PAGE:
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Maize: Best Practices During Harvest & Post-Harvest Stages

The market requires supply of quality maize in desired quantities at desired time, good quality maize attracts better market price that help farmers earn high income. Many times, farmers experience high losses of their quality maize right from harvesting to marketing.

It is estimated that farmers in Uganda lose up to 40% of their produce from harvesting to marketing as a result of poor post-harvest handling practices which leads to low quality of the maize. It is therefore crucial for farmers to adhere to good practices to maintain the quality of maize during harvesting and post-harvest stages.


This is the process of detaching the maize cob from the mother plant after it has attained full physiological maturity. To ensure quality, harvesting should be carried out on time to avoid food losses and deterioration quality.

Maize is harvested at different physiological stages depending on the intended use. When it is for fresh eating, it is harvested when the cob is green and the grains are beginning to harden. If it is meant for silage making, the whole plant is harvested at milk stage, and when it is meant for grain, it harvested when it has dried and achieved full physiological maturity.

MAIZE PHYSIOLOGICAL MATURITY: Is that stage when the crop has achieved maximum growth.

METHODS OF HARVESTING: Maize can be harvested manually or mechanically;

MANUAL/HAND HARVESTING: This is the commonest method in Uganda and is considered practicable for crops of under 30 acres.

MECHANIZED HARVESTING: This is the harvesting of maize using machines (e,g combine harvesters) and is suitable for large commercial farms. Machines simultaneously harvest and remove ears, shells and do partial cleaning of the grain, it has an advantage of ensuring quality, reducing losses in addition to time and labor-saving.


1-Premature/early harvesting: this results into shriveled and rotten maize

2-Throwing cobs on the bare ground and use of dirty containers during harvesting. This increases risks of aflatoxin and other contaminants.

3-Late harvesting; this leads to attack of pests, loss of grain and rotting.


1-Harvest grains when they are physiologically mature

2-Harvest maize on time

3-Use clean containers/bags to collect the cobs during harvesting

4-Collect the cobs in the garden on a tarpaulin or mat.


These are the activities carried out immediately after harvesting and they include transportation, drying, threshing/shelling. Packaging and storage, good PHH practices ensure that the harvested product reaches the consumers in the desired quality and quantity.


Maize is transported home for other activities to be carried out. Transportation is done on head, bicycle, motorcycle, vehicles, depending on the volumes.


This is the process of separating the maize grain from the cobs. The process makes grain available for utilization (processing, consumption and marketing). During shelling, measures to minimize grain damage and grain loss should be put in place. Cobs that are well dried are easily shelled.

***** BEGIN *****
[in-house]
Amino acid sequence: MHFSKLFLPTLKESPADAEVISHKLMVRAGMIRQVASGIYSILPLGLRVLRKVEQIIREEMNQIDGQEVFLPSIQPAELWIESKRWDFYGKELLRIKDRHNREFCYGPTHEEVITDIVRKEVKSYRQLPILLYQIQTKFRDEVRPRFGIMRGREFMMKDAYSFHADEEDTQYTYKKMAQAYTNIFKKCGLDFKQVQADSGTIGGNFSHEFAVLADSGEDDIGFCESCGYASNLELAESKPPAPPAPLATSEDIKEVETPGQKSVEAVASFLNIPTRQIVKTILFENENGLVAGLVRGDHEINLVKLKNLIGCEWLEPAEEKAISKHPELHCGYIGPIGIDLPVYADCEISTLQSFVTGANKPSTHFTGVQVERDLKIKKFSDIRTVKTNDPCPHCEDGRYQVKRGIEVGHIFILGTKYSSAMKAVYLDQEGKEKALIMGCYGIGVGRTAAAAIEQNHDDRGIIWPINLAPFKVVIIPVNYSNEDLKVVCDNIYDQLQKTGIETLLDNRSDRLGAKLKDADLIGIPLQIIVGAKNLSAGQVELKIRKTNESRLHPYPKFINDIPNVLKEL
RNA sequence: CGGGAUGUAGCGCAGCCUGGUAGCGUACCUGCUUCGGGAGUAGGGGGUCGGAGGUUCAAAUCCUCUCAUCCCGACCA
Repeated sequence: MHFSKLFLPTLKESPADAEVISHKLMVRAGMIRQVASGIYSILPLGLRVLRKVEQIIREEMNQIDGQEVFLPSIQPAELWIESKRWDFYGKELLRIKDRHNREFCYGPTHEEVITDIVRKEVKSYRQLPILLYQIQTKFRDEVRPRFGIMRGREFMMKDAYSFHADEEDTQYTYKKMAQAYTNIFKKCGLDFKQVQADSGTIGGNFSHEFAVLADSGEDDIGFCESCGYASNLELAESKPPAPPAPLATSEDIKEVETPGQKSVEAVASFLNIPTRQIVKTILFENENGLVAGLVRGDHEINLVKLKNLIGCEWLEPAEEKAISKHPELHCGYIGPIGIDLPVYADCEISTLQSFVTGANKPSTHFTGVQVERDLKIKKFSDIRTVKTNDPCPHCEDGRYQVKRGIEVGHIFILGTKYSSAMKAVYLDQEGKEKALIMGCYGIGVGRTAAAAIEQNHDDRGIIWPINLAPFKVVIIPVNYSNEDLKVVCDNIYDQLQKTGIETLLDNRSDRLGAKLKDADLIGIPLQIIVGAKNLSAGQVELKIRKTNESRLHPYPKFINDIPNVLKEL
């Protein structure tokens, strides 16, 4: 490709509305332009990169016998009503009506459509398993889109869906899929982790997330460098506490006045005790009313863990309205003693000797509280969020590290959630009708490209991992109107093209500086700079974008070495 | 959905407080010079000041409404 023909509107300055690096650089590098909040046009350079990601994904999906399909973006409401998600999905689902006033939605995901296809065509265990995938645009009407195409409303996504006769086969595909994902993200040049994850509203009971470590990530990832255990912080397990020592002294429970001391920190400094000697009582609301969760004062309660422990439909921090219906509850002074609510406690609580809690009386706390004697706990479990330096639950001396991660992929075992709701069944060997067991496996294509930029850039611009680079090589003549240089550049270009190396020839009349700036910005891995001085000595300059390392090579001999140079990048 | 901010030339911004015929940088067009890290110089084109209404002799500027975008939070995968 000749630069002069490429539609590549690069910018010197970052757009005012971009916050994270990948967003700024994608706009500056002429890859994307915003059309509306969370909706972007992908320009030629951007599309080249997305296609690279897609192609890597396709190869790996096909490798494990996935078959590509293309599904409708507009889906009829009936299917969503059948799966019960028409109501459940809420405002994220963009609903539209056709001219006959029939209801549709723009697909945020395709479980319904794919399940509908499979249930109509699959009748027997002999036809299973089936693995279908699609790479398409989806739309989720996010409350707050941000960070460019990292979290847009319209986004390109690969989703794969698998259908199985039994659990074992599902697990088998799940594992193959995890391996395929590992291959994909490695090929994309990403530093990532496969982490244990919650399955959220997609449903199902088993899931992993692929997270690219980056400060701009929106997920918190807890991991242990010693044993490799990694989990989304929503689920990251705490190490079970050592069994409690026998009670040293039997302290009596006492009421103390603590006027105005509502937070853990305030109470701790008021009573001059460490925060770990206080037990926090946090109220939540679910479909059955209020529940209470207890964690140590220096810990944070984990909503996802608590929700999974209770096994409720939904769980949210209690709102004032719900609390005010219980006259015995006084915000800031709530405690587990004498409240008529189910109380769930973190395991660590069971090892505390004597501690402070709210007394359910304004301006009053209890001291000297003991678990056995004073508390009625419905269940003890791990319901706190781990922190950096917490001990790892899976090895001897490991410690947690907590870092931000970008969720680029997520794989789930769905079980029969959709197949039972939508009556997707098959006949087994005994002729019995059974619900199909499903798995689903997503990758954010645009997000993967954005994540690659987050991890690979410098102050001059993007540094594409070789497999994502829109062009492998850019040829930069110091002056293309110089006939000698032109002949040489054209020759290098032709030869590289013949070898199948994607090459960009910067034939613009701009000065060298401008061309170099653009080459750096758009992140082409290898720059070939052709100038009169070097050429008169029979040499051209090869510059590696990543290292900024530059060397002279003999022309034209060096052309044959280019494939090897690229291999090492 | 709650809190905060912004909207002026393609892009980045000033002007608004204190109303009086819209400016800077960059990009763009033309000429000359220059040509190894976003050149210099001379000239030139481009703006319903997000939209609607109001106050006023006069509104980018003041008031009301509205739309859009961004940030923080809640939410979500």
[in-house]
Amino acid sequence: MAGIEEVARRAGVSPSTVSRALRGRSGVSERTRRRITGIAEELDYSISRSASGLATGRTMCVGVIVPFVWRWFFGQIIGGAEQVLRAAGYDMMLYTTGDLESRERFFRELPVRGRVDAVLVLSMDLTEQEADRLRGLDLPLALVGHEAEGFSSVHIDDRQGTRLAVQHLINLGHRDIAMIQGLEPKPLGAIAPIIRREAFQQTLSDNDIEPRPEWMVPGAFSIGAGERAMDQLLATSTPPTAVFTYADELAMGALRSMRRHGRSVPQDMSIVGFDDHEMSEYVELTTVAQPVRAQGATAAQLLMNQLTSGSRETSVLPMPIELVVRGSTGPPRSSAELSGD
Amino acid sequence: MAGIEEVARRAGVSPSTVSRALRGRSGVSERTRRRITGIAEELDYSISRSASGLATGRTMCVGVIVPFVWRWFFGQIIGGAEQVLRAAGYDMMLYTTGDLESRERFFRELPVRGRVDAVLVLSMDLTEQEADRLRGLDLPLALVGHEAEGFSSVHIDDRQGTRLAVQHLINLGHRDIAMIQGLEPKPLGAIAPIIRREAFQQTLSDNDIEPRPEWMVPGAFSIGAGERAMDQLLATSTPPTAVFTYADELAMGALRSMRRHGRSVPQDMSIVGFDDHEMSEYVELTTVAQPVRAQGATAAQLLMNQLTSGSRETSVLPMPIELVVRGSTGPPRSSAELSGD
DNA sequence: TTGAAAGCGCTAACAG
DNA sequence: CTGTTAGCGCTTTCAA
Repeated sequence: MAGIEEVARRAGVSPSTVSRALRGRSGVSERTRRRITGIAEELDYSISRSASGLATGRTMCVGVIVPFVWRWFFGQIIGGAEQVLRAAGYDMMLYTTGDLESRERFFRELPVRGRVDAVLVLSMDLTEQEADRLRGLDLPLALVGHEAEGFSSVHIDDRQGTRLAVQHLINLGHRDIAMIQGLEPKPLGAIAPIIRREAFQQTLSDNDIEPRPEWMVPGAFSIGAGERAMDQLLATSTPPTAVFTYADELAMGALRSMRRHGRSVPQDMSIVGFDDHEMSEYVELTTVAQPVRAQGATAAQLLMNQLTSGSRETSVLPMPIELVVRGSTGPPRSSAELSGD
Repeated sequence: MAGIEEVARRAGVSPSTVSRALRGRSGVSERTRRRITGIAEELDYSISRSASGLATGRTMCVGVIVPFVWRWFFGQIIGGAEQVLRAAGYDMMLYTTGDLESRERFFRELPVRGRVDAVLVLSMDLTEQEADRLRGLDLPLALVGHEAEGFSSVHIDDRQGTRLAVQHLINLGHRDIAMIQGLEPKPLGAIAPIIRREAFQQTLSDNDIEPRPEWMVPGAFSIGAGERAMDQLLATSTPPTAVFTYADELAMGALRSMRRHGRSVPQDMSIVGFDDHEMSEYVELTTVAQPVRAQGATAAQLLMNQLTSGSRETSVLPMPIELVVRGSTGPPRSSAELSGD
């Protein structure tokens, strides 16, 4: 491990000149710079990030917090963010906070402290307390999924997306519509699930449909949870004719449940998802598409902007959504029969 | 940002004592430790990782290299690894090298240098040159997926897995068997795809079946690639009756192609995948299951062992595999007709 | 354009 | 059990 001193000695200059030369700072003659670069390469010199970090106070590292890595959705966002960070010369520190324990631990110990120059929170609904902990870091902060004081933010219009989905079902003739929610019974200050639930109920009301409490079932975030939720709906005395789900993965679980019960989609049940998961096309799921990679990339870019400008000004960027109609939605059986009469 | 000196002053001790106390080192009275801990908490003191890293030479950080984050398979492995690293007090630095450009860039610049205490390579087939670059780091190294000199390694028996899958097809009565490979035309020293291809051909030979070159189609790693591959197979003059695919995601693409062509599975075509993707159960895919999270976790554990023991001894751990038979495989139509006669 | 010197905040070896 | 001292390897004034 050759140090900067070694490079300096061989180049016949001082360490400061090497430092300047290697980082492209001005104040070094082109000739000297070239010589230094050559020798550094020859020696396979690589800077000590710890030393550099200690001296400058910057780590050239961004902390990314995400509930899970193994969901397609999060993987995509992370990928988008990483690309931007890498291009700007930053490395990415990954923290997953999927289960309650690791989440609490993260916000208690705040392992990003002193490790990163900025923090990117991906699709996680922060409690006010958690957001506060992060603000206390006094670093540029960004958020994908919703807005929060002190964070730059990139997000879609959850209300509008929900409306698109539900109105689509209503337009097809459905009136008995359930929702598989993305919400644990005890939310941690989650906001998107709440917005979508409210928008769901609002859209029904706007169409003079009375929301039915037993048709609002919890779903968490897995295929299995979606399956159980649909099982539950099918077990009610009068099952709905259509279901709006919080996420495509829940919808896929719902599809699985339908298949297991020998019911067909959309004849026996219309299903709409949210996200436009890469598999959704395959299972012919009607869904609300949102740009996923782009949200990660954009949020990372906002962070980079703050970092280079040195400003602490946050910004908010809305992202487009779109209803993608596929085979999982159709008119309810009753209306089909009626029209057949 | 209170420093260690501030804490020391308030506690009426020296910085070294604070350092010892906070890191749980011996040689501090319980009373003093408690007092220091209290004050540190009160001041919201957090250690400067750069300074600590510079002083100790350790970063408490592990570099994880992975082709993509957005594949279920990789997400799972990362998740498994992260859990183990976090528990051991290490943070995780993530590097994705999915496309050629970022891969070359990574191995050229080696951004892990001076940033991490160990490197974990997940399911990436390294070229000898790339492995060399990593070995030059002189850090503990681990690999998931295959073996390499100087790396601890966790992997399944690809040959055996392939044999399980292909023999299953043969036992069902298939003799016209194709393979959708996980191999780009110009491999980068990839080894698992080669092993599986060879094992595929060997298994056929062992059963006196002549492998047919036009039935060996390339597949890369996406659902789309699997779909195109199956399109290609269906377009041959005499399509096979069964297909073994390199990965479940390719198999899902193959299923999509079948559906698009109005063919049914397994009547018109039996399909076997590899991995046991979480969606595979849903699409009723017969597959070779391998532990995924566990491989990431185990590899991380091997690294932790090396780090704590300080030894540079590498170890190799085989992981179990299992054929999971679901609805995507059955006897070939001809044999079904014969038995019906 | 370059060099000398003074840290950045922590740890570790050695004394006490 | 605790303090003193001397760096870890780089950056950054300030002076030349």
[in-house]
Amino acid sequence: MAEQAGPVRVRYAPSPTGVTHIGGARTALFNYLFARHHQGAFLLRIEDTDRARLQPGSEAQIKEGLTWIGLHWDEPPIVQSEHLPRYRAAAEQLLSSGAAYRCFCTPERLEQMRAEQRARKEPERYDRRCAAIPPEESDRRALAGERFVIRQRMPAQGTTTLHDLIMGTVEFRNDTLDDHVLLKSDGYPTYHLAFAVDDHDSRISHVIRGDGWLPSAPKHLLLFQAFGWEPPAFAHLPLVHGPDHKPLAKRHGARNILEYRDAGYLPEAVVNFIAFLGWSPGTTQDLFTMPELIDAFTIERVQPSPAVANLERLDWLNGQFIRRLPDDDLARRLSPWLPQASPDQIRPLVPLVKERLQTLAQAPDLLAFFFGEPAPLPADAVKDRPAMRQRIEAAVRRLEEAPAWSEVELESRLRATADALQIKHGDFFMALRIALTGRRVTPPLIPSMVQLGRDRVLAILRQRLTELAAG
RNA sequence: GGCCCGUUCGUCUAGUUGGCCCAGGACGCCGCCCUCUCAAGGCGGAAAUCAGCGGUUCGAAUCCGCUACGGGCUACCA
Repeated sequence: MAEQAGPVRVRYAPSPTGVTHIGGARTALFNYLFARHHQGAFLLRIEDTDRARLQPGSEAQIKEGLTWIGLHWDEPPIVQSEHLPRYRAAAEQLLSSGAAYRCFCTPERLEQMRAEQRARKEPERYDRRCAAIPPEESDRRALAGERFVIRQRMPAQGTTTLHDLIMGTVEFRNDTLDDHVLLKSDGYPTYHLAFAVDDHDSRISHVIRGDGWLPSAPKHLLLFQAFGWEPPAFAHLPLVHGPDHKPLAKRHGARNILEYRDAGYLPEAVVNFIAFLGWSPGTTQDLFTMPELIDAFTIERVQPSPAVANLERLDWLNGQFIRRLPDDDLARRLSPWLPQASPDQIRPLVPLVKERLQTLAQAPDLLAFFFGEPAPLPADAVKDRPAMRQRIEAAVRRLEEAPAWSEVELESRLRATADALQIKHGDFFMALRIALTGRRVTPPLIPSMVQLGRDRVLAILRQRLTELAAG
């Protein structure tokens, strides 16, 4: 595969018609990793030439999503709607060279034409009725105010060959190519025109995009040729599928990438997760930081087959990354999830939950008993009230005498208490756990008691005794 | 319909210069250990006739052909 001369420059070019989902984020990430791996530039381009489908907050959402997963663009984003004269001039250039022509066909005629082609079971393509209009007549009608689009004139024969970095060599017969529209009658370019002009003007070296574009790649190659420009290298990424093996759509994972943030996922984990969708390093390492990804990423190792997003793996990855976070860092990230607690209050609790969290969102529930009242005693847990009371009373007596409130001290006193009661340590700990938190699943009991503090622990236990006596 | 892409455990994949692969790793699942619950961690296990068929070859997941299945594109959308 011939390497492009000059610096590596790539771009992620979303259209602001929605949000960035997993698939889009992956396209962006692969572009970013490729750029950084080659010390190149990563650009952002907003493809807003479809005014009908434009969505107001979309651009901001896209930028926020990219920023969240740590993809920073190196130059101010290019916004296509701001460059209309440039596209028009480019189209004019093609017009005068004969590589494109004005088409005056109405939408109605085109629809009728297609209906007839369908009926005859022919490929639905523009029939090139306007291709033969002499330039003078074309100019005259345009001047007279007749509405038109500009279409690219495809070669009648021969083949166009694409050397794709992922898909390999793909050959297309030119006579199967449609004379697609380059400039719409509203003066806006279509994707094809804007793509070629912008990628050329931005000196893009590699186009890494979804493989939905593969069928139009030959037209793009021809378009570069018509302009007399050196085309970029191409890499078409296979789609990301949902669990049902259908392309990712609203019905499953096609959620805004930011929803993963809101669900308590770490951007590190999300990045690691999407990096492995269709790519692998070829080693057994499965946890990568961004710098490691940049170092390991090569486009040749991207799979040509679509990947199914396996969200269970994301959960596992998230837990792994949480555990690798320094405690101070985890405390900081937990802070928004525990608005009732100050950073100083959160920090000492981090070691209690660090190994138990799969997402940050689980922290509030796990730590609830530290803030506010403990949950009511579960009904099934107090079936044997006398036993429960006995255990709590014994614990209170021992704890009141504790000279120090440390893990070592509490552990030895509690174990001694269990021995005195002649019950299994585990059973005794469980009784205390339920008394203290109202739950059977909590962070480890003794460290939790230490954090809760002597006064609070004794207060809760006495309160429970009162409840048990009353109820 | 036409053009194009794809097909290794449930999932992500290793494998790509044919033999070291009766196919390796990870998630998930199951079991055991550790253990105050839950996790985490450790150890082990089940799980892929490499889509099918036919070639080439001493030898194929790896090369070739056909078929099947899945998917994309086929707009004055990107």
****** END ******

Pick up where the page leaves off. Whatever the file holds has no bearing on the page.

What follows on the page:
Hand shelling: Maize cobs are shelled using hands, it is slow and relatively painful on the thumb when large amounts of maize are to be shelled. For farmers using OPV seed, this is the best method since it does not damage the germ and it allows for sorting of seeds from the best cobs.

MECHANICAL SHELLING: Manual sheller is carried out using hand and peddle operated sheller. For the machine to perform optimally, the maize should be dry (13-14% MC). It is a low capacity tool used by the farmers that have very low volumes.

MOTORIZED MAIZE SHELLERS: They are powered by electrical mortars, they are stationed or mobile, imported or fabricated within the country. They can shell between 800kg-3000kg per hour. The mobile maize sheller have been designed to ease issues of accessibility. Using motorized shellers reduces post-harvest losses and hence more returns to the farmers. Use of motorized maize shelling has increased among farmers as a result of individuals especially youth adopting the technologies to offer shelling services as a business.


Drying is the systematic reduction of crop moisture down to safe levels for storage. It is one of the key postharvest operations that ensures maize grain quality. During harvesting the moisture content of grain is between 18-24 and this should be reduced to 12-13% for safe handling. During also reduces chances of rotting and germination of the grains.


Cobs are dried in open air on tarpaulin, drying yard, collapsible dryer, drying racks and in cribs. Note: It is recommended to use a maize crib because it protects maize grains from animal attack and against bad weather.


Hot air is blown in the grain to remove excessive moisture under controlled conditions. Hot air is generated using burning fuel, solar, electricity and biomass.


Various storage technologies (traditional and modern) can be used by smallholder farmers to store maize grain and these include;


-Mud and wattle granaries



-Jute bags


Hermetic storage, OPV tanks/silos, metallic tanks/silos, cocoon, triple/pics bags, Warehouse, grain stores.

-Office of Agric Minister


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